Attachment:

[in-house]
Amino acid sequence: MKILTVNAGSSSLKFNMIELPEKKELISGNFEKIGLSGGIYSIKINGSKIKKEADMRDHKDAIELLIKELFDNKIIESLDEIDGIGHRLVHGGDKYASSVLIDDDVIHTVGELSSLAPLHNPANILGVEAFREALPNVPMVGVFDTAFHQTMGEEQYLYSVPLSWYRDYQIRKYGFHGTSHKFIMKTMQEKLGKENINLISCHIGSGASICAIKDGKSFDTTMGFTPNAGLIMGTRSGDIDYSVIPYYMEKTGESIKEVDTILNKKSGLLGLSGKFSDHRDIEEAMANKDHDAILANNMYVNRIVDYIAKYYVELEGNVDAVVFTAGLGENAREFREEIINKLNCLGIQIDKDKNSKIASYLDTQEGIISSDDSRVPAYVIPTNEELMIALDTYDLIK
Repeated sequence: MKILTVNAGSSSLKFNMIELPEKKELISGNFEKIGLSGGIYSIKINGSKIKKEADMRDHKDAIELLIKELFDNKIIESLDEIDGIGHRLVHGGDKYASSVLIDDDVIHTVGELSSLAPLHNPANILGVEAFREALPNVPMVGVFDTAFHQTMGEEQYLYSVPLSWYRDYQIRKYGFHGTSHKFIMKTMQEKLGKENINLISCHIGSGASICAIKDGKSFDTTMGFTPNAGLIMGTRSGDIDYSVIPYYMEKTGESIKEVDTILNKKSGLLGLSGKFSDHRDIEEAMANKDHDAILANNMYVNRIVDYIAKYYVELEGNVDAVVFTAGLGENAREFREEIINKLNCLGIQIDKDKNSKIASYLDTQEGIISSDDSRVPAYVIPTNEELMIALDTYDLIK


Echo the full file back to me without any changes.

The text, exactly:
[in-house]
Amino acid sequence: MKILTVNAGSSSLKFNMIELPEKKELISGNFEKIGLSGGIYSIKINGSKIKKEADMRDHKDAIELLIKELFDNKIIESLDEIDGIGHRLVHGGDKYASSVLIDDDVIHTVGELSSLAPLHNPANILGVEAFREALPNVPMVGVFDTAFHQTMGEEQYLYSVPLSWYRDYQIRKYGFHGTSHKFIMKTMQEKLGKENINLISCHIGSGASICAIKDGKSFDTTMGFTPNAGLIMGTRSGDIDYSVIPYYMEKTGESIKEVDTILNKKSGLLGLSGKFSDHRDIEEAMANKDHDAILANNMYVNRIVDYIAKYYVELEGNVDAVVFTAGLGENAREFREEIINKLNCLGIQIDKDKNSKIASYLDTQEGIISSDDSRVPAYVIPTNEELMIALDTYDLIK
Repeated sequence: MKILTVNAGSSSLKFNMIELPEKKELISGNFEKIGLSGGIYSIKINGSKIKKEADMRDHKDAIELLIKELFDNKIIESLDEIDGIGHRLVHGGDKYASSVLIDDDVIHTVGELSSLAPLHNPANILGVEAFREALPNVPMVGVFDTAFHQTMGEEQYLYSVPLSWYRDYQIRKYGFHGTSHKFIMKTMQEKLGKENINLISCHIGSGASICAIKDGKSFDTTMGFTPNAGLIMGTRSGDIDYSVIPYYMEKTGESIKEVDTILNKKSGLLGLSGKFSDHRDIEEAMANKDHDAILANNMYVNRIVDYIAKYYVELEGNVDAVVFTAGLGENAREFREEIINKLNCLGIQIDKDKNSKIASYLDTQEGIISSDDSRVPAYVIPTNEELMIALDTYDLIK